We developed an improved SPARROW (spatially referenced regression on watershed attributes (20)); water-quality model specifically to assess the pollutant sources and the terrestrial and aquatic processes that influence the supply and transport of total phosphorus (TP) and total nitrogen (TN) in the MARB and their delivery to the Gulf. Model advances include enhanced reach-scale flux-accounting methods that support nonlinear in-stream and reservoir nutrient decay functions, an updated spatial infrastructure, based on 30 m land use and 1 km digital topography, and new data on climatic conditions, cropping and artificial-drainage systems, and animal manure nutrients. The resulting model has higher prediction accuracy and greater complexity with improved interpretability of nutrient sources and processes in comparison to prior SPARROW models (16, 20). The development of separate models of nitrogen and phosphorus, with similar specifications and stream monitoring data for calibration, enables comparisons among these nutrients that advance understanding of the geography and types of sources and the coupled hydrologic and biogeochemical processes that control their delivery to the Gulf.

Materials and Methods

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The SPARROW water-quality model (19, 20) uses a hybrid statistical and process-based approach to estimate nutrient sources, transport, and transformation in the terrestrial and aquatic ecosystems of watersheds under long-term steady-state conditions. The model includes nonconservative transport, mass-balance constraints, and water flow paths defined by topography, streams, and reservoirs, based on a detailed stream reach network (1:500000 scale) with subcatchments (median size = 60 km2) delineated from 1-km digital elevation models (DEMs; ref 21); the MARB contains approximately 25000 subcatchments in the SPARROW model. See the Supporting Information (SI) for method details.
We simulate the mean annual flux of TN and TP in streams as a function of 10 nutrient sources (eight for TP), six climatic and landscape factors that influence nutrient delivery to streams (five for TP), and nutrient removal in streams and reservoirs (Table 1). Nutrient sources include atmospheric deposition of nitrogen, urban sources, and nutrients in the runoff and subsurface flow from agricultural and other lands. Agricultural sources are structurally separated into cultivated croplands and pasture/rangelands. Croplands include nutrient inputs from biological N2 fixation (soybeans, alfalfa, and hay), commercial fertilizer use on seven major crops, and animal manure that is recovered from confined animals on nearby farms and applied to crops as fertilizer. Pasture/rangelands include nutrients from nonrecoverable animal manure-i.e., manure from unconfined animals and manure lost during the collection, storage, and treatment of wastes from confined animals, including concentrated animal feeding operations (22). The model assumes that nutrient immobilization and mineralization rates in soils of the MARB are approximately in equilibrium as in prior MARB models (18, 23, 24).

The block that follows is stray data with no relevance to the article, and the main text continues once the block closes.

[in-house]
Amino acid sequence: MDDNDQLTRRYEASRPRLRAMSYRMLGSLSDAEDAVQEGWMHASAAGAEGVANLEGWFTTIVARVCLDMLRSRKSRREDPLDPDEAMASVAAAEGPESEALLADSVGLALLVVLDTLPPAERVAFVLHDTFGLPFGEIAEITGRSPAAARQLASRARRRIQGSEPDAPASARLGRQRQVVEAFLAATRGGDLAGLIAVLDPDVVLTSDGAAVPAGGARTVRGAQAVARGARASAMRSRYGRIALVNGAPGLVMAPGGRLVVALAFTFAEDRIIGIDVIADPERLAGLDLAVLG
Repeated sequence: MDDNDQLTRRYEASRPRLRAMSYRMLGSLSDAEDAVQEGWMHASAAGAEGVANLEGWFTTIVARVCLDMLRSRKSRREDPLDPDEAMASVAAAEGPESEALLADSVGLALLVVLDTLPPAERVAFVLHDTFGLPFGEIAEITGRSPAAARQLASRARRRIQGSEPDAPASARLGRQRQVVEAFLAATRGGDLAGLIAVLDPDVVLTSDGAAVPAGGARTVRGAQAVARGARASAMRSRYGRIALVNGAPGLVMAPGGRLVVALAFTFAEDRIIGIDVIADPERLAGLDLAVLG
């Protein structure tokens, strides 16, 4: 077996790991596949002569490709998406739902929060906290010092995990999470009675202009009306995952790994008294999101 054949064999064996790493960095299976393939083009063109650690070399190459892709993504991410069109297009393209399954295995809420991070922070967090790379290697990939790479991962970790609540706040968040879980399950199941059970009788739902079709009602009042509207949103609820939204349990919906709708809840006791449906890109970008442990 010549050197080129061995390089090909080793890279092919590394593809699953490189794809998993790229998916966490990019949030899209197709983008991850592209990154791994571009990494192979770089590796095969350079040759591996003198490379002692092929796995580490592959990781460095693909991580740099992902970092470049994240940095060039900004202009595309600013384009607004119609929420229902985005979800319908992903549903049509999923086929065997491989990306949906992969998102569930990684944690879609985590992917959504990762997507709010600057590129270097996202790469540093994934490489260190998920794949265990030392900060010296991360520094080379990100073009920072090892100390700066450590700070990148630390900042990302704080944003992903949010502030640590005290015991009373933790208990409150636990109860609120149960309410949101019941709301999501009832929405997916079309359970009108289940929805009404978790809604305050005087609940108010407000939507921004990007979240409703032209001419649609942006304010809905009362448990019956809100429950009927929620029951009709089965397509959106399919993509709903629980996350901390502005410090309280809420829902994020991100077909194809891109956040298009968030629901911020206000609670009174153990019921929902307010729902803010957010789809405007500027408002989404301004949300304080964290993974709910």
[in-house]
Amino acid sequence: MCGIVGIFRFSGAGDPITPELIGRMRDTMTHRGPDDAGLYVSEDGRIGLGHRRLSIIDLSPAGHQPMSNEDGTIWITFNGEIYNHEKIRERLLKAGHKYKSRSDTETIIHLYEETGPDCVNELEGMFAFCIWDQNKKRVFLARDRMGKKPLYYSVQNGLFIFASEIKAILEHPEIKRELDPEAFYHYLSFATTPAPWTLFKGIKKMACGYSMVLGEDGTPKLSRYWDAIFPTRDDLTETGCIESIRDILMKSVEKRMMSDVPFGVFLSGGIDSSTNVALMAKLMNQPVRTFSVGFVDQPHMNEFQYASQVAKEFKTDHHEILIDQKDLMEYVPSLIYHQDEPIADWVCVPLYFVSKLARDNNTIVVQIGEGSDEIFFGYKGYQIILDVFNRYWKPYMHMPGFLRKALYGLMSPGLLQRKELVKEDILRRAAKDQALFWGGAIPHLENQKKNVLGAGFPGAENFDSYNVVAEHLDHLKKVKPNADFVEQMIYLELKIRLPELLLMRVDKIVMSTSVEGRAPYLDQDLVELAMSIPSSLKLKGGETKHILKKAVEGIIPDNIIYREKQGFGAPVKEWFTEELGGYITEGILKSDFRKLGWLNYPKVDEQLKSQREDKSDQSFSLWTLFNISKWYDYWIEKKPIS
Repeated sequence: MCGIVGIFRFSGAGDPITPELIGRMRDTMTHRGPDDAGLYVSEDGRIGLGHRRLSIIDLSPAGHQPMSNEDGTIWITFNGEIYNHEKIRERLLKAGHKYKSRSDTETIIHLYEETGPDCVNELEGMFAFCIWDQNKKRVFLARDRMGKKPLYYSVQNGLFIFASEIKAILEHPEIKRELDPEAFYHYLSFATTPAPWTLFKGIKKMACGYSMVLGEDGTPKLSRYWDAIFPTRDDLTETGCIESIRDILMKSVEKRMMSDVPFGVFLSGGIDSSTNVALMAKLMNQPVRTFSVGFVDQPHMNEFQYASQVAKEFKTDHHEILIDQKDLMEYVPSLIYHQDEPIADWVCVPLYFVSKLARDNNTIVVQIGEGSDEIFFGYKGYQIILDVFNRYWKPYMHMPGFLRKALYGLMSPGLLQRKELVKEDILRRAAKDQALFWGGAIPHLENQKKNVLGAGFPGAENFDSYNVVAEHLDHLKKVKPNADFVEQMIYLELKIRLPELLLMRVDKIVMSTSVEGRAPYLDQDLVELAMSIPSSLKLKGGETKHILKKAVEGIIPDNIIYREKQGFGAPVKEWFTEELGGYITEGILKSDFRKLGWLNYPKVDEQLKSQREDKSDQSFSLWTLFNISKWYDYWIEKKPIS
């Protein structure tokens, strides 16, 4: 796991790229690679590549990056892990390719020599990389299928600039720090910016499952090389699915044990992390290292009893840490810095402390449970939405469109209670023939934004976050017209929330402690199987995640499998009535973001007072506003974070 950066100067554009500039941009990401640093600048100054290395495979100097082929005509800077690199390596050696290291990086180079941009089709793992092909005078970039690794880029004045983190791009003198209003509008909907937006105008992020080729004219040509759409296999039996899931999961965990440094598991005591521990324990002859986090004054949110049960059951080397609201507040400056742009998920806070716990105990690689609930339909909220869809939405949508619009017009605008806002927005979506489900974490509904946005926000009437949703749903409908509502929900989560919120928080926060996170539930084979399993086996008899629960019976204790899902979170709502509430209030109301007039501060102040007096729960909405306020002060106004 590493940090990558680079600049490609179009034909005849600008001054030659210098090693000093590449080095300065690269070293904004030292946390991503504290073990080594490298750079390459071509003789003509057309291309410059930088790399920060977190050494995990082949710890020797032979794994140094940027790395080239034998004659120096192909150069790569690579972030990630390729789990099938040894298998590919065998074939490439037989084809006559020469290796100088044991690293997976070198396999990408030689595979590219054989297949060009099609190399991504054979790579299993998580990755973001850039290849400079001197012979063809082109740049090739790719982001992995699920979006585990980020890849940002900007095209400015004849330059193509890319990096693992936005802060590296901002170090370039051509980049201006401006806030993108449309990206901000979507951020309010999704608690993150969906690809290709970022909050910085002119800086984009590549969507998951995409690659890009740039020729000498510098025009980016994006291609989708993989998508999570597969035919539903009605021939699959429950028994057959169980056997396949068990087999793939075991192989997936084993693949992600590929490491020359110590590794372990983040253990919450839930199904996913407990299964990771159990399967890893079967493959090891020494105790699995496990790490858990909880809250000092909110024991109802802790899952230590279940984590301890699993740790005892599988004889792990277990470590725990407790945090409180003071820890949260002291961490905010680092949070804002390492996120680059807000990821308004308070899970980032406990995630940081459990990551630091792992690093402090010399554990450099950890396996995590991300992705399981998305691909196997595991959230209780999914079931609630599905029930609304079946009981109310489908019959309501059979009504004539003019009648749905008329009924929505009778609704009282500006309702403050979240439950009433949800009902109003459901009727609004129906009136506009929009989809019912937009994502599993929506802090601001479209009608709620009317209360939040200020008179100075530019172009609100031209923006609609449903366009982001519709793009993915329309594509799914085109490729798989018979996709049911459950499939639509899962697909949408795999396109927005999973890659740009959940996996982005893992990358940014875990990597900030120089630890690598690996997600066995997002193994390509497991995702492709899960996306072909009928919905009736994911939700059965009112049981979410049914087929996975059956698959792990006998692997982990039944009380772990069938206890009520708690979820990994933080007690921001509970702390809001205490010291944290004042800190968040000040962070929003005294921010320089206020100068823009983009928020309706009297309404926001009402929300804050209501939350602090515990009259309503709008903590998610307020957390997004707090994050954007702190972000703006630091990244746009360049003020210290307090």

Table 1. SPARROW Model Statistics for Total Nitrogen and Total Phosphorus
nitrogen parameterscoefficient unitsmean coefficientstandard errorp-value
sources (β)    
urban and population-related sourceskg−1 person yr−12.580.322<0.001
atmospheric depositiondimensionless0.6940.144<0.001
corn and soybeansdimensionless0.1640.024<0.001
alfalfadimensionless0.0830.0580.076
wheatdimensionless0.1370.0600.011
other cropsdimensionless0.0710.0300.010
pasture/rangelanddimensionless0.0630.0550.125
forest landkg ha−1 yr−11.090.347<0.001
barren/transitional landkg ha−1 yr−11.601.750.180
shrub landkg ha−1 yr−10.9020.4180.016
land-to-water delivery (α)    
soil permeabilitylog (cm hr−1)−0.1430.0470.003
drainage densitylog (km−1)0.1860.1040.075
temperatureDeg. C.−0.0710.010<0.001
precipitationcm0.0140.001<0.001
specific catchment arealog (m)0.6280.103<0.001
artificial drainspercent area0.0060.0030.086
aquatic nutrient removal (k)    
streamsm yr−117.71.94<0.001
reservoirsm yr−11.40.610.021
mean square error0.3054   
root mean square error0.5526   
number of observations425   
r-squared flux0.933   
r-squared yield0.866   
phosphorus parameterscoefficient unitsmean coefficientstandard errorp-value
sources (β)    
urban and population-related sourceskg−1 person yr−10.2550.050<0.001
corn and soybeansdimensionless0.0230.0120.029
alfalfadimensionless0.1240.0800.060
other cropsdimensionless0.0260.0160.053
pasture/rangelanddimensionless0.1380.028<0.001
forest landkg ha−1 yr−10.1670.035<0.001
barren/transitional landkg ha−1 yr−11.350.7570.037
shrub landkg ha−1 yr−10.2270.0840.004
land-to-water delivery (α)    
soil permeabilitylog (cm hr−1)−0.4040.074<0.001
slopelog (percent)0.0990.0590.092
precipitationcm0.0060.002<0.001
specific catchment arealog (m)0.6230.2850.030
artificial drainspercent area0.0270.008<0.001
aquatic nutrient removal (k)    
streamsm yr−112.23.2<0.001
reservoirsm yr−134.06.0<0.001
mean square error0.581   
root mean square error0.762   
number of observations425   
r-squared flux0.871   
r-squared yield0.684